Newly barred from considering race in admission decisions, Harvard University and other selective universities have revamped the essay portion of their application process to allow applicants to show how culture, experiences, and community have influenced their identities, world views, and ambitions.
Because the Supreme Court left the door open for prospective students to talk about how race has affected their life experiences through essay questions and interviews, colleges are tweaking what they ask students to better understand how each applicant got to where they are. The new essay prompts were crafted by college administrators as part of their new efforts to achieve diversity goals within the bounds of the Supreme Court prohibitions.
Harvard replaced an optional essay prompt on its supplemental application with a required set of five short questions that include: what they would want a roommate to know about them and how they hope to use a Harvard education. The questions also ask students to reflect on an intellectual experience, as well as about extracurricular activities, employment experience, travel, or family responsibilities.
The supplemental application accompanies the Common Application, which went live Aug. 1 and will be first used by the class of 2028.
“This shift impacts everyone, not just Black and brown students,” said Tiffany Blessing, a counselor with the college counseling service IvyWise.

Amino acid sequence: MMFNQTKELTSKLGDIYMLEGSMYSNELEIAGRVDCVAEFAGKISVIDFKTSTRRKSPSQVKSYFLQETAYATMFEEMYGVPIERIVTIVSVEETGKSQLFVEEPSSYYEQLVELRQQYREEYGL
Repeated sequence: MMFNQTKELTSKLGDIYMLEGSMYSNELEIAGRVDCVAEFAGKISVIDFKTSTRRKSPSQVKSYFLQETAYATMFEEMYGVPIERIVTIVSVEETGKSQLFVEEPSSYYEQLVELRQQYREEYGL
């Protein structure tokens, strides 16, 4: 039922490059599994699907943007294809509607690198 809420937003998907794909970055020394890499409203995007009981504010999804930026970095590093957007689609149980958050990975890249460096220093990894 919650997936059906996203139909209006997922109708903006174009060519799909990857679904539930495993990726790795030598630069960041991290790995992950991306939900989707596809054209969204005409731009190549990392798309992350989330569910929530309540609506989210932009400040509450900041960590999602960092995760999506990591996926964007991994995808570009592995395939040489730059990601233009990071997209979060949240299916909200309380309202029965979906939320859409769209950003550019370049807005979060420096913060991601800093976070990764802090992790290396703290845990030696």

The changes follow the Supreme Court’s decision in June ending the use of race-based affirmative action in college admissions. The ruling, in two cases involving Harvard and the University of North Carolina Chapel Hill, did not end so-called holistic admissions policies, in which colleges consider such factors as applicants’ life experiences and the challenges they’ve overcome.
Selective colleges had been preparing for months for the court to end race-based preferences in the admissions process. That preparation, aimed at maintaining diverse student populations, included revisiting essay questions, said Rob Bielby, managing director at the higher education practice of consulting firm Huron.
“Many institutions are working on crafting essays that allow students to speak to the role that [their backgrounds played in their lives,]” Bielby said. “Whether it be racial and ethnic diversity, whether it be coming from a rural background, whether it be growing up in an urban center, being an immigrant, bringing that to the fore and letting that be a core component of how they evaluate a student’s criteria.”
Dozens of schools across the country have unveiled new essay prompts in recent weeks. Tufts University added a new short answer prompt to its application in June, which asks students to write about “a way that you contributed to building a collaborative or inclusive community.” Likewise, Stanford University added an essay question asking about life experiences, interests, and character that would allow applicants to make a “distinctive contribution as an undergraduate.”